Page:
Shame, Anger, Fees Being Used to Fight Blight


An image from Bridgeport’s shame campaign against owners of blighted properties.
By Robert Cyr
State Rep. Angel Arce has had enough. He’s fighting mad about blighted property in the district he represents in Hartford’s South End. He’s got absentee landlords in his sights and wants them to clean up their acts.
The frustrated Arce recently posted an open message to absentee landlords on his Facebook page, warning them that, “If you are a slum Landlord in my District am comming [sic] after you. you will not have my Constituents living this way. UNACCEPTABLE. Specially [sic] you slum landlords from out of state that only come to pick up Rent only. AM COMMING [sic] AFTER YOU.”
Arce said he plans to help work on a bill for next legislative session that would mirror similar laws in New York that allow cities to impose additional fees and taxes on out-of state landlords.
“In Hartford, especially in the South End, you have a lot of landlords that are out of state, mainly from New York. They only come here to collect rent and then they get the hell out without fixing or paying attention to the properties,” he said. “These people have gotten away with murder for too many years. It’s got to stop.”
In Bridgeport, the city has taken to instituting a “shame campaign” against the “worst of the worst” cases of blighted properties, buying up ad space in the Connecticut Post and naming the absentee landlord, along with pictures of the blighted property. A corresponding website was created featuring the same information – and the tactic has been met with great success, according to Christopher Rosario, the city’s anti-blight coordinator.
Since the shaming campaign began last year, the City of Bridgeport, which already fines landlords $100 a day for blight violations, has collected more than $150,000 in blight-related fines, Rosario said. “We want to take a tougher stance,” he said. “These landlords weren’t returning calls or anything. But the moment we put the ads in the paper, they wanted to know what to do to make it right.”
An innovative punitive step has been proposed in the legislature against “absentee landlords” who fail to keep up their properties. The proposed bill, HB 6235, An Act Concerning Blight Violations, was introduced by State Rep. Auden Grogins, D-129, and would allow municipalities like Bridgeport, which she represents, to impose a lien on a landlord’s private residence if that landlord’s rental properties have fallen into the category of “blight.”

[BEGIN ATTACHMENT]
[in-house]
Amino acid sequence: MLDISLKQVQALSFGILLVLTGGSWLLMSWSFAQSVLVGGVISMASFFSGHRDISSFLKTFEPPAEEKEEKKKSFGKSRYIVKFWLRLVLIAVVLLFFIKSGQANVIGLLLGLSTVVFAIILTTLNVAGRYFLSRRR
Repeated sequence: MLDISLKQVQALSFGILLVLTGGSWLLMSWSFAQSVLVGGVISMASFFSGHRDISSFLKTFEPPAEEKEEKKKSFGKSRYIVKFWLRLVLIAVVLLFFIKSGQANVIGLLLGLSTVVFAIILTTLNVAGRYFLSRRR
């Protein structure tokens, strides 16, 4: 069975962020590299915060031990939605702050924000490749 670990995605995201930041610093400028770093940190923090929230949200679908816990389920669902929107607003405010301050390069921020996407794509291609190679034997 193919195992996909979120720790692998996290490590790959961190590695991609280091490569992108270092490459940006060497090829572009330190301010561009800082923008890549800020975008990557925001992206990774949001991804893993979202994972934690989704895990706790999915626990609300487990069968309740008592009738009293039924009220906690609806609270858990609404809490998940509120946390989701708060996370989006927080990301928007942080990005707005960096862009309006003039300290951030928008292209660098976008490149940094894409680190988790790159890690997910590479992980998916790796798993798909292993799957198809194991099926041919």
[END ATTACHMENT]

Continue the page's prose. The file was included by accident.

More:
Currently most cities are tasked with cleaning up the property themselves after exhausting efforts including a fine schedule with non-compliant landlords and placing a lien on that blighted property. But it isn’t enough; most landlords just ignore the lien, said Rosario. He supports the proposed bill, although it will do nothing to address the problem of absentee landlords who live out-of-state. “That’s a whole other ball of wax,” he said.
In his testimony to the General Assembly’s Committee on Planning and Development on Feb. 13, Rosario said, “The City of Bridgeport arguably faces the worst cases of blight. On average the city has its hands full with 500 or more blighted properties on an ongoing basis. Many of these property owners are repeat offenders who game the system as much as possible.  Others are absentee landlords living in pristine homes while their tenants live in shambles.”
The proposed bill, however helpful, might come with a backlash. Frustrated or angry landlords might pass off the costs put on them by the city to their tenants, many of whom already have a hard time making ends meet, Arce said. And cleaning up and foreclosing on a property is an expense and a headache for the city.
Some cities, however, have already put tougher laws in place to crack down on blight but not without battle.  New Britain made headlines late last year when it passed resolutions allowing the city to collect extra money in fees per unit per year for landlords who own property in the city but don’t live in New Britain. Those ordinances were immediately challenged by a group of property owners, which sued  the city in New Britain Superior Court.  In response,  the cash strapped city tried to fight back by hiring a public relations firm for $100,000 to disseminate information about the city’s new ‘hot-spot’ ordinance and other anti-blight initiative, creating yet another controversy in the crusade against blight.
As reported in the New Britain Herald, a media partner of, Phil Sherwood, deputy chief of staff to Mayor Timothy O’Brien, said the administration believes the plaintiffs filed the lawsuit because of the city’s strong anti-blight policy. “There’s still a small group of out-of-town landlords committed to stopping ordinances designed to clean up neighborhoods and increase the quality of life of residents,” Sherwood said in the article. “New Britain has already begun to see the benefits of these anti-blight efforts and a small group of out-of-town landlords won’t remove that focus. The concerns mentioned in the suit have been addressed.”
Representatives from the Apartment Owners Association of Connecticut and the Connecticut Real Estate Investors Association did not return calls for comment.